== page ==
2. The second reason is the vCloud initiative.  An initiative to develop an ecosystem of telecom, hosting and service providers that offer cloud based solutions based on VMware technology. With Zimbra, service providers now can offer email/calendaring/collaboration as a service.

In January 2010, version 6 just shipped. Today, August 2012, Zimbra 8 is in beta. New features in v8 will be the integration of Zimbra with Mitel and Cisco UC solutions: call someone straight from your email client to name an example. Also, the UI looks amazing. Very clean!

The interface is one of the strong points though. On my desktop, laptop and mobile devices I always have the same interface. It doesn’t matter if I use the web interface or the Zimbra Desktop Client. Of course you also could use the native email clients on your IOS/Android device. There even is a Zimbra Client for Android (http://bright-streams.com/?p=348)

Another great feature are Zimlets. Zimlets add functionality to Zimbra and create integration between Zimbra and other tools/applications. For example, I do have a Google Translate Zimlet installed (it sits on the backend, on the Zimbra server).

After activating the Zimlet, a Google Translate button appears in the menu bar. When I receive an email, and it is in a language I don’t understand, I simply click on the Translate button and can chose to which language I want that email to be translated. Other examples are: Salesforce and Webex zimlets.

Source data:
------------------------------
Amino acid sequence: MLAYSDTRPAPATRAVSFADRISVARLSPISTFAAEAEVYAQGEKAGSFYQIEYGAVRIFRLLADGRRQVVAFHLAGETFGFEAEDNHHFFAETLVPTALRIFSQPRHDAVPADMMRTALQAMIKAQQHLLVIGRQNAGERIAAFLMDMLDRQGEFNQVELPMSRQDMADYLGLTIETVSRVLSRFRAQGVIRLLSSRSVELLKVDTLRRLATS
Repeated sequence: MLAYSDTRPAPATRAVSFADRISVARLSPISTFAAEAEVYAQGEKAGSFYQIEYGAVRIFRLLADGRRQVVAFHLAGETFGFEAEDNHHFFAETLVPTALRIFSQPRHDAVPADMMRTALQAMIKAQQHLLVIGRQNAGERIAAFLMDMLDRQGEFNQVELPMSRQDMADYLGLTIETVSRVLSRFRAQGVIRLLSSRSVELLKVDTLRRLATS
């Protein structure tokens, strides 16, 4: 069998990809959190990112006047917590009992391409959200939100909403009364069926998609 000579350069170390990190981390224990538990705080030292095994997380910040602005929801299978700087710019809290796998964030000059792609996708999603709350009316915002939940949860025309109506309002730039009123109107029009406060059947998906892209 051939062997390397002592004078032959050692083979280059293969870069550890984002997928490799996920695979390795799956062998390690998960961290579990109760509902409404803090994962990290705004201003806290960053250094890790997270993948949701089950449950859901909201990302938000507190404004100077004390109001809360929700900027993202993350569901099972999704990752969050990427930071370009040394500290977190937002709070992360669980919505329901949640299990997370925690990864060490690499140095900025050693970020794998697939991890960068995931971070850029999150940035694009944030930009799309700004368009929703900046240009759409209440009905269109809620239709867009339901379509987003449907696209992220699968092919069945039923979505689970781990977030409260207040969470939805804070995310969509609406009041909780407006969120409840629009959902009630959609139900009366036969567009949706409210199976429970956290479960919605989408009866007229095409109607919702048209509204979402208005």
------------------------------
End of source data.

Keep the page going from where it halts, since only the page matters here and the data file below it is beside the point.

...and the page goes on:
Zimbra has too many features to discuss during this overview. I do want to mention thought, that Zimbra can be added as a service to Horizon Application Manager. That way, users can access their email and collaboration platform via their Horizon based workspace.

With this article, I just wanted to give you a brief overview on Zimbra. It is a serious email and collaboration platform and for sure worth taking into consideration. Below I will add additional information so you can continue getting to know Zimbra.


The Post-BlackBerry Era

A great article has been posted on the VMware CTO Office’s blog site by VMware’s Srinivas Krishnamurti.


Personally I still think Horizon Mobile is the way to go for mobile devices. Yes, Mobile Device Management tools could help enterprises a lot but is that the way to go? Would you allow enterprise management tools on your own personal mobile device? Even if you use that device for your work related activities?

Personally, I wouldn’t accept that. However, a corporate phone, pushed on top of my own phone as a virtual machine..yes…I could deal with that. Assuming my employer doesn’t have access to the “personal side” of my phone..my phone, my Facebook ( oh wait, I don’t use FB), my Twitter, my private email, Google+ etc. With Horizon Mobile, that’s the case.

Again, (people keep asking this), will Horizon Mobile move to iPhone, iPad and other Tablets? I really can’t tell. My wish: yes..now. please. In fact, I would prefer Horizon Mobile to become available on tablets more than on phones… but that’s a very personal opinion.

Before I forget this (and I have had several discussions about this before) I see Horizon Mobile as a great solution to separate work and private activities on one single device. I’m not discussing mobile devices as an access point to access Virtual Machines and push corporate apps etc…That’s a whole different story.